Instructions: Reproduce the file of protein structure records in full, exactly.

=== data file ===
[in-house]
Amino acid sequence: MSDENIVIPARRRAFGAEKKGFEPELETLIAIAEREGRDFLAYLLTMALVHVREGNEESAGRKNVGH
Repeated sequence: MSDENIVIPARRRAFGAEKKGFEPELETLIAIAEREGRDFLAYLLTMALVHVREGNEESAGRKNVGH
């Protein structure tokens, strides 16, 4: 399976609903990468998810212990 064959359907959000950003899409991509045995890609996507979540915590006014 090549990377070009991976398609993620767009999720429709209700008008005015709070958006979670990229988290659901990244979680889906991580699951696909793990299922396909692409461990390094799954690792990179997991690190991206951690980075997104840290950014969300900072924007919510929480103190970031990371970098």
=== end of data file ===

[in-house]
Amino acid sequence: MSDENIVIPARRRAFGAEKKGFEPELETLIAIAEREGRDFLAYLLTMALVHVREGNEESAGRKNVGH
Repeated sequence: MSDENIVIPARRRAFGAEKKGFEPELETLIAIAEREGRDFLAYLLTMALVHVREGNEESAGRKNVGH
């Protein structure tokens, strides 16, 4: 399976609903990468998810212990 064959359907959000950003899409991509045995890609996507979540915590006014 090549990377070009991976398609993620767009999720429709209700008008005015709070958006979670990229988290659901990244979680889906991580699951696909793990299922396909692409461990390094799954690792990179997991690190991206951690980075997104840290950014969300900072924007919510929480103190970031990371970098």